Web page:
Here’s a trick I’ve been trying to share with you for ages but it’s so silly and so simple that I keep putting it aside.
If you know this trick, well done, share it with your photo buddies, if you don’t, try it out and get neater, clearer images and then, go tell your photo friends about it!
We all know how difficult it is to keep your lens, filter and sensor clear from dust, right? No matter how many gadgets you use, you’ll always end up with some sort of solid particle on the front of these even when you think they are impeccable, trust me… dust is a bitch!
Look at these two photos for example:
On the first one, you can clearly spot a few specks but the second one is a bit tricky.
Now, here’s the little trick to spot those “invisible” unwanted specks on your photos:
-Open your photo on your favorite editing software. I only use Photoshop so excuse my lack of another software vocabulary. (I just tried to do this in Lightroom and it’s a nightmare! you have to invert the tone curve and it’s a painful process)
-After doing all basic corrections in ACR (Adobe Camera Raw), open your picture in Photoshop and before doing anything, press Ctrl + i to invert the picture and create a negative:
-Zoom in and see how many you can find, even hairs and sand specks will become evident.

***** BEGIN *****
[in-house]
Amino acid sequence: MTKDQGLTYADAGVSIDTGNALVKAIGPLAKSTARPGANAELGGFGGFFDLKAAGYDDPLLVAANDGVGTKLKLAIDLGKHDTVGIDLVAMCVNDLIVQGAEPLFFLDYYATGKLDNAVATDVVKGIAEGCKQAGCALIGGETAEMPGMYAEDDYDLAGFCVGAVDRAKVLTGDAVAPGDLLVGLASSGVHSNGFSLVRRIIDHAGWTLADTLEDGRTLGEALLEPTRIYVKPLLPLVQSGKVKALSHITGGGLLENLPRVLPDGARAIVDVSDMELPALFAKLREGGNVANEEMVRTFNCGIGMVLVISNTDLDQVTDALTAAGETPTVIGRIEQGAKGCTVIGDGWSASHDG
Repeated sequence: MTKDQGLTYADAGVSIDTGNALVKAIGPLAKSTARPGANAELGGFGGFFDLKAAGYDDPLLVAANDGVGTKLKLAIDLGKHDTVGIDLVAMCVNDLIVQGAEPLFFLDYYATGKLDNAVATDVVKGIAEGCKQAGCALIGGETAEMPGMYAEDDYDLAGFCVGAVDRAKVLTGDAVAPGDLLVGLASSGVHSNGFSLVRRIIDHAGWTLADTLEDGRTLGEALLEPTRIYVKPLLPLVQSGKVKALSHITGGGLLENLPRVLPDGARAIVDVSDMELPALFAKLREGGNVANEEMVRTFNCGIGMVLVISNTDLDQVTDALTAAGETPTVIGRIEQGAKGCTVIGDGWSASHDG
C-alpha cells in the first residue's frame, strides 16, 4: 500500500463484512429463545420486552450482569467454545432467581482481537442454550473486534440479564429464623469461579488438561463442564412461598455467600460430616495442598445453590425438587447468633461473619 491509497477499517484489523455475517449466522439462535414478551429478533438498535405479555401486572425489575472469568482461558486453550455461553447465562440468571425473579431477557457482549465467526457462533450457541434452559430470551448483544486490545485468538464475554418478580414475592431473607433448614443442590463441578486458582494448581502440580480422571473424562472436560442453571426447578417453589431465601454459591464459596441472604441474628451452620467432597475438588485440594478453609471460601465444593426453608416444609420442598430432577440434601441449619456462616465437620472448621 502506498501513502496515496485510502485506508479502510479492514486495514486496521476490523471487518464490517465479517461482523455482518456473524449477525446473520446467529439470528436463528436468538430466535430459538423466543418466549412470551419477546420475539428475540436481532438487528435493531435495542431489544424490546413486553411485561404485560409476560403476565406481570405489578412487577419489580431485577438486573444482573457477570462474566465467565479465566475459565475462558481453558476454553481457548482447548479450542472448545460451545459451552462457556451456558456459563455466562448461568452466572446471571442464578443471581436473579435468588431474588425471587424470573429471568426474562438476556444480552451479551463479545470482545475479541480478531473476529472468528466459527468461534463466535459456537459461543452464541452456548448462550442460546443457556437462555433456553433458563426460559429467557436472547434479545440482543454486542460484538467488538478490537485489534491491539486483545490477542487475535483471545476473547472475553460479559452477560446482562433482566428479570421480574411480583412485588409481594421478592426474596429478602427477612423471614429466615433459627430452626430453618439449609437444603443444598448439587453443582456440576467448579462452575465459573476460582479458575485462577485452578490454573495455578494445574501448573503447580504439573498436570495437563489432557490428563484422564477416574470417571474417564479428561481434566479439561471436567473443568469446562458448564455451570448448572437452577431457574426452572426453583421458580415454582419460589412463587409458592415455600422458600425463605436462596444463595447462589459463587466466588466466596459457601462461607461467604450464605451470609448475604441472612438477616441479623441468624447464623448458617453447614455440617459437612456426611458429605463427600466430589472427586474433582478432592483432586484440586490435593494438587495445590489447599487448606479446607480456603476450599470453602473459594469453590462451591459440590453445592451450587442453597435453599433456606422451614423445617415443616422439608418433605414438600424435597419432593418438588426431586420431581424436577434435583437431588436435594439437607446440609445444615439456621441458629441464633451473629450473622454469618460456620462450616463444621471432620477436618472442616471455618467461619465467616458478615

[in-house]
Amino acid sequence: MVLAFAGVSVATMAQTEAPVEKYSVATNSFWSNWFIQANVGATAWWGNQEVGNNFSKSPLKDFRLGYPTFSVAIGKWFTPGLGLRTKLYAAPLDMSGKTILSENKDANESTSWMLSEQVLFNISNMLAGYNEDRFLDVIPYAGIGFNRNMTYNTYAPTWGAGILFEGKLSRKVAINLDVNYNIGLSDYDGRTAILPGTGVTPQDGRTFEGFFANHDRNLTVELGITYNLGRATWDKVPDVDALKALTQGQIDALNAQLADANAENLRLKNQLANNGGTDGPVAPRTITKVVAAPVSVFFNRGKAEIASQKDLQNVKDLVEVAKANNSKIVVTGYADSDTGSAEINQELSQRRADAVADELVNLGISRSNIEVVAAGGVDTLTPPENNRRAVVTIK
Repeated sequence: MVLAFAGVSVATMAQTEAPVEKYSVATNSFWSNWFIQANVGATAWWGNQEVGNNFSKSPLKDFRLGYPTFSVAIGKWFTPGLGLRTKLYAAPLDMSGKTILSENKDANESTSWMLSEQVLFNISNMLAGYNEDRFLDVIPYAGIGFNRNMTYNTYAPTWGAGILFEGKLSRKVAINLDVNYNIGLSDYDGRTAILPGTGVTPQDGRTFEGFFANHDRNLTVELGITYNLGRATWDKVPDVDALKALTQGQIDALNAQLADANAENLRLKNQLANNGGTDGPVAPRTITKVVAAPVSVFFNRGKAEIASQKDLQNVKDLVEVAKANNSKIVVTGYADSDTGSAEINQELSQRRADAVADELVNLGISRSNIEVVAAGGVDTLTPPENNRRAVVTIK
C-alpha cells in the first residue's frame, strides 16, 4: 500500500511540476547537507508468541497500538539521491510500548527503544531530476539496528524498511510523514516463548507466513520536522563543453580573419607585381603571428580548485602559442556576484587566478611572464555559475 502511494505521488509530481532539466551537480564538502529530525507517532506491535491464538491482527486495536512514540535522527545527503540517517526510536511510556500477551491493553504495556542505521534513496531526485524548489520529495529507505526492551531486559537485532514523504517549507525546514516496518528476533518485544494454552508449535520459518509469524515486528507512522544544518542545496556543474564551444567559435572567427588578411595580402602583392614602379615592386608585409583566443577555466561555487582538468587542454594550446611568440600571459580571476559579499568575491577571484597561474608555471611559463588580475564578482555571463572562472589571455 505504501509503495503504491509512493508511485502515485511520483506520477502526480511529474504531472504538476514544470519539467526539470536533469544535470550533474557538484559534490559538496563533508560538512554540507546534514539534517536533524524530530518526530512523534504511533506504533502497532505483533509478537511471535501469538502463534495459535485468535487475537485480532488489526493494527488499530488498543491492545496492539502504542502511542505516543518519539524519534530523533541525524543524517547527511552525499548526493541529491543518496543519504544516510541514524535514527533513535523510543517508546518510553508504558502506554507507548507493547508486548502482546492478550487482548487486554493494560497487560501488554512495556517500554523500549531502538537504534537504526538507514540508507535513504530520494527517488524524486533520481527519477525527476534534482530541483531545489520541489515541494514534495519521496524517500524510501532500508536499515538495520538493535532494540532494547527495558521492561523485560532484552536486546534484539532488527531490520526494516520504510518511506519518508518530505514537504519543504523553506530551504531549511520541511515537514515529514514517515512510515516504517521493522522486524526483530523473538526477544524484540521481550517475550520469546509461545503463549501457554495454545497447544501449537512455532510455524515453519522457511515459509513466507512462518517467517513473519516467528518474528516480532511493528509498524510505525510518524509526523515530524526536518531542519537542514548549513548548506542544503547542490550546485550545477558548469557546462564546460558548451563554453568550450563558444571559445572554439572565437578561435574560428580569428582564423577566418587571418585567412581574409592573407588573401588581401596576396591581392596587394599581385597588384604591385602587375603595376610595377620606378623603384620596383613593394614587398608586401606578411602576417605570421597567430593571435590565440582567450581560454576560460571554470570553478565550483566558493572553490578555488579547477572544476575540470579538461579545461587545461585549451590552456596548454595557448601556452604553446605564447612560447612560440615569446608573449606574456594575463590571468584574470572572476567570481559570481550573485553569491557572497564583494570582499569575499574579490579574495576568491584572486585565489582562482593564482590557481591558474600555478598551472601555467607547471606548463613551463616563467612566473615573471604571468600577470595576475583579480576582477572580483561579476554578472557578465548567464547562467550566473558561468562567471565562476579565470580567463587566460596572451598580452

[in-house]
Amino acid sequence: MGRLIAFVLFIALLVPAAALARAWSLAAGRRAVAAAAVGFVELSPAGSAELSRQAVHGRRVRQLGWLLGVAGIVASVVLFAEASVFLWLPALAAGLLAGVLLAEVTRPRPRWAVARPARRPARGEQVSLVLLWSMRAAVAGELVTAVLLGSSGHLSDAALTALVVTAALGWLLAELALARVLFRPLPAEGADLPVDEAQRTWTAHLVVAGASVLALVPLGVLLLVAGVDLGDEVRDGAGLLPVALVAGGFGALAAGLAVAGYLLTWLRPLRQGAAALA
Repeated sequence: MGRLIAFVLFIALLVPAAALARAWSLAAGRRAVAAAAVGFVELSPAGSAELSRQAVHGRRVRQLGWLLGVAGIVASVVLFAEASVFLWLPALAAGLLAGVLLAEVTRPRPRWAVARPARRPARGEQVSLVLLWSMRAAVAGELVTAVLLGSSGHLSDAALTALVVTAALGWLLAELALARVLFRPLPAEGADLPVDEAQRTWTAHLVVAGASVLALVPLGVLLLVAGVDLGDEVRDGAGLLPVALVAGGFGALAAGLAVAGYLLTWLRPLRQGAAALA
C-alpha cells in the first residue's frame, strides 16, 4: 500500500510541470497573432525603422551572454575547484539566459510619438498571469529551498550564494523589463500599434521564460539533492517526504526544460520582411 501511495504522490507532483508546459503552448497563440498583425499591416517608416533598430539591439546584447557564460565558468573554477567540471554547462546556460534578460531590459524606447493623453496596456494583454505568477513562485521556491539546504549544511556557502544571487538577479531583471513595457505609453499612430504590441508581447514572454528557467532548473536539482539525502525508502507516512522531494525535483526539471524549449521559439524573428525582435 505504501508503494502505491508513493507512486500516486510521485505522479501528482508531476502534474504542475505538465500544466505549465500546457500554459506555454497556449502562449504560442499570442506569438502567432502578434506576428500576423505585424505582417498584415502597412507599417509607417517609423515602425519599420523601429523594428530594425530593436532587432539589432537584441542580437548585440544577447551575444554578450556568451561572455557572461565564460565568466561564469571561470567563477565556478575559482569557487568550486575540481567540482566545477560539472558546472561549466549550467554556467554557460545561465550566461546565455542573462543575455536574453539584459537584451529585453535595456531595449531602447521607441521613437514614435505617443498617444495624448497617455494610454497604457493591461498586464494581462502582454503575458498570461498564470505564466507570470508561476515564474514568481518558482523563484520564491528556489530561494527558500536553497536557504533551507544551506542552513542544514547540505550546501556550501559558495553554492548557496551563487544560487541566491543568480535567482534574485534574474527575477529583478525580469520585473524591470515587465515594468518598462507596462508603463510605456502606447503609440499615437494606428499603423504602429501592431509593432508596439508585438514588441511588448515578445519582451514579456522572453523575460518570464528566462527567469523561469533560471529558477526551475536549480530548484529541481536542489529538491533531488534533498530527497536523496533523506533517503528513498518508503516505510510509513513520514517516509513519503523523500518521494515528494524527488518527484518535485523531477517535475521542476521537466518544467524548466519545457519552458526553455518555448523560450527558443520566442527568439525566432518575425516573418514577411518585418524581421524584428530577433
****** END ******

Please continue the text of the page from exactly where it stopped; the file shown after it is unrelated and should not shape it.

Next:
Let’s have a look at that dish picture:
Looks ok but when I zoom in I find plenty on the left-hand side.
Still hard to tell but they’re there.
-Grab your favorite cloning or healing tool and even out all those nasty specks. You can do it on the negative or go back to the positive or even go back and forth to keep finding specks.
-Then go on and edit your picture as you usually do.
This trick works particularly well with flat, even surfaces like plates, walls, clear blue skies and anywhere where they are nearly impossible to see in plain sight. It’s part of my workflow and if you care
Doing this has become part of my workflow and if you care about the quality and presentation of your images, you’ll use this trick every single time.
Got a trick similar to this? Let me know in the comments below.